India police chief faces questions.
Banner challenges Chhattisgarh police chief.
DGP signed a postcard demanding release of Binayak Sen.
Panel on Justice and the Law in Chhattisgarh.
Former Supreme Court Justice B.N. Srikrishna.
Protest against Chhattisgarh police repression.
Call to end repressive laws and their application on children.
Students demand justice from Chhattisgarh government.
Students demand resignation of Chhattisgarh DGP.
During the question and answer period following the panel discussion on “A Case Study of Chhattisgarh,” Vishwa Ranjan admitted that the arrest of filmmaker Ajay T.G. may have been a “technical mistake.”
However, he deflected questions on the continued incarceration of Dr. Binayak Sen in Raipur Jail by saying that was the responsibility of the Chhattisgarh state government, not of the police. Dr. Sen is the national vice president of the People’s Union for Civil Liberties (PUCL, www.pucl.org) and the general secretary of its Chhattisgarh state unit. For the past three decades, he has been a highly-acclaimed activist, medical doctor, and social worker serving the impoverished Adivasis (tribal peoples) who inhabit the southern region of the state.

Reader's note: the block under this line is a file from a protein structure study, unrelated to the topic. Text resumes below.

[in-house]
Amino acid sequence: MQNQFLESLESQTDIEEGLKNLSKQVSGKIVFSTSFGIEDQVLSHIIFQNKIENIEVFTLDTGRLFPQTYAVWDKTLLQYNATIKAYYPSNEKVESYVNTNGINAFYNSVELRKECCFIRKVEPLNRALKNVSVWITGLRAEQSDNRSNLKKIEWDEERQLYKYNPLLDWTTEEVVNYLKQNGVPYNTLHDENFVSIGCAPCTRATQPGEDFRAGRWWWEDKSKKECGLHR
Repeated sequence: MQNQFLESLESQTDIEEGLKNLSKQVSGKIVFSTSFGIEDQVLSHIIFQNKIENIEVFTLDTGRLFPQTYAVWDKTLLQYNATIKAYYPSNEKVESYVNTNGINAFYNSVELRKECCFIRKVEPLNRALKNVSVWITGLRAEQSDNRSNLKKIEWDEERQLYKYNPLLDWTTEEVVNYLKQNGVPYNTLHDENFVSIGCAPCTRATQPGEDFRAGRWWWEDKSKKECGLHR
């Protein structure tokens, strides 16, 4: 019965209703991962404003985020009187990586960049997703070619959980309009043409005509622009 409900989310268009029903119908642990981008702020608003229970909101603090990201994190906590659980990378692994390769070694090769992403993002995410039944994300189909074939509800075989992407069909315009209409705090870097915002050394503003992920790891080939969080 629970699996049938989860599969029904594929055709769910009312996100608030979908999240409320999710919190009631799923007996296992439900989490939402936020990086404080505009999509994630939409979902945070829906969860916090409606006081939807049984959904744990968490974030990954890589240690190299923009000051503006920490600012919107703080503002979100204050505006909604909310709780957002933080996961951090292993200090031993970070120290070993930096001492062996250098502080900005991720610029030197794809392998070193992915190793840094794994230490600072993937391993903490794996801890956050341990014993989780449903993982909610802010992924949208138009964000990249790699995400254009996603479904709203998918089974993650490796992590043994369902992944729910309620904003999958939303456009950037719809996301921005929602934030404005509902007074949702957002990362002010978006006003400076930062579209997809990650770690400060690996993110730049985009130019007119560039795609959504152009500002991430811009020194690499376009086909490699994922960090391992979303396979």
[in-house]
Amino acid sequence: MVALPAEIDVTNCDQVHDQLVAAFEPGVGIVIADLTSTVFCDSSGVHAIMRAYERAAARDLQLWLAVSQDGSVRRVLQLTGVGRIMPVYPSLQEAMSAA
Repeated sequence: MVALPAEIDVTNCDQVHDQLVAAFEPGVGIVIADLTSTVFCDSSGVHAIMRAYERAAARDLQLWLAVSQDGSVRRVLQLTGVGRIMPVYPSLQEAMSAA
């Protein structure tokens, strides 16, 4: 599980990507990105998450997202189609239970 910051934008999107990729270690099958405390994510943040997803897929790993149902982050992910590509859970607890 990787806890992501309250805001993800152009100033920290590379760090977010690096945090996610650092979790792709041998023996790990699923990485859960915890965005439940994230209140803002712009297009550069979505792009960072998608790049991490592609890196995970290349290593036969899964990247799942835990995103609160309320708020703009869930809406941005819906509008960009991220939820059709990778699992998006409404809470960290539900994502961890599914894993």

In an apparently hasty attempt to placate his critics, Mr. Ranjan signed a postcard to Indian Prime Minister Manmohan Singh urging Dr. Sen’s release. The card he signed reads, “Free Dr. Binayak Sen! The imprisonment of this brave and good man is outrageous. I demand his immediate unconditional release.” Ranjan added a note, “This should be sent to the govt., not to a police officer.”
Students and community members attending the conference silently carried signs asking, “Is human rights work a crime now?” and protesting against children being held in police custody, a Chhattisgarh superintendent of police accused of rape and murder, and the ongoing harassment of Dr. Binayak Sen’s family. Anirvan Chatterjee of the Alliance of South Asians Taking Action (ASATA) handed the DGP a letter signed by 106 academics from many universities across the U.S.A. calling on him to stop supporting vigilante violence in Chhattisgarh, drop all charges against political prisoners, and release them unconditionally. He also gave the DGP a petition signed by 1500 people demanding release of Dr. Binayak Sen.